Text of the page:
A former Rwandan military officer, Brigadier General Gratien Kabiligi was acquitted by the International Criminal Tribunal for Rwanda (ICTR) in December 2008.
Since then, he has been living in a safe house in Arusha, waiting for a resettlement in another country. Most of western countries are hesitant to host genocide-acquittals, arguing that their presence may threaten public order.
For this same ground, French Embassy in Tanzania refused in November 2010 to grant Gratien Kabiligi a visa despite the fact that his wife and children live in France.
According to Nantes' court, the French Minister of Foreign Affairs had said that "M. Kabiligi's presence in France would reinforce Rwandan authorities concern that France hosts "alleged genocidaires" and " Hutu power" members, hence would affect diplomatic relations with Rwanda".
In his decision, Nantes tribunal requests that the Minister of Interior "take a new decision within a month".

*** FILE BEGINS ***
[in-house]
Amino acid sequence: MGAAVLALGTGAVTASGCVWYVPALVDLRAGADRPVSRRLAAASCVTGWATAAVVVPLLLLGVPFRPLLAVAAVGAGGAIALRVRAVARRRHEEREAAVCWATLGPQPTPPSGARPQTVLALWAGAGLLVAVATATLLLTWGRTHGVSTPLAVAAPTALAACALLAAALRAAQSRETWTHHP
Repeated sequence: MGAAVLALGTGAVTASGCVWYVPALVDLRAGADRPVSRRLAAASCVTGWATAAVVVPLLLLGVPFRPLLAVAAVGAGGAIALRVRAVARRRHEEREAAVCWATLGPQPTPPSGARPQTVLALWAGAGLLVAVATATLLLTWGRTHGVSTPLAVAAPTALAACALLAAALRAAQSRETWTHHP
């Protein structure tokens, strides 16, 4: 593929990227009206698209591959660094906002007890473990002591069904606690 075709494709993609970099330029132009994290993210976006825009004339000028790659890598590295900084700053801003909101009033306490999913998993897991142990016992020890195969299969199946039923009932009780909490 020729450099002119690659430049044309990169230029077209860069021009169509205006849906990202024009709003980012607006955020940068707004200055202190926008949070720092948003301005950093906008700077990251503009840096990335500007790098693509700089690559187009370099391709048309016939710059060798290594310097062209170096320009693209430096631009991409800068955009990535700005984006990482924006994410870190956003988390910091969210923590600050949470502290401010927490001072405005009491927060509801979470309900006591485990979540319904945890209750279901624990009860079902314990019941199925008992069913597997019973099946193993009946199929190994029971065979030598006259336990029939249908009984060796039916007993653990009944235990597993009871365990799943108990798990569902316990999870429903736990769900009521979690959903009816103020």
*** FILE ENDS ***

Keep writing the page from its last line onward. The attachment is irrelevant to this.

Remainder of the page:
« Gratien Kabiligi should get his visa in the coming month », his lawyer Alexandre Varaut told Hirondelle News Agency.
"He his yearning to join his family. He has no intention to be involved in any controversy or political activity in France", he added. "He has had it up to here with justice and all kind of problems. He won't believe it's over before the flight takes off".
Kabiligi's wife and two daughters settled in France in June 2008, were they were then granted the French citizenship
Kabiligi was arrested in 1997 and his trial started in 2002. He was acquitted in 2008. The prosecution did not appeal the case.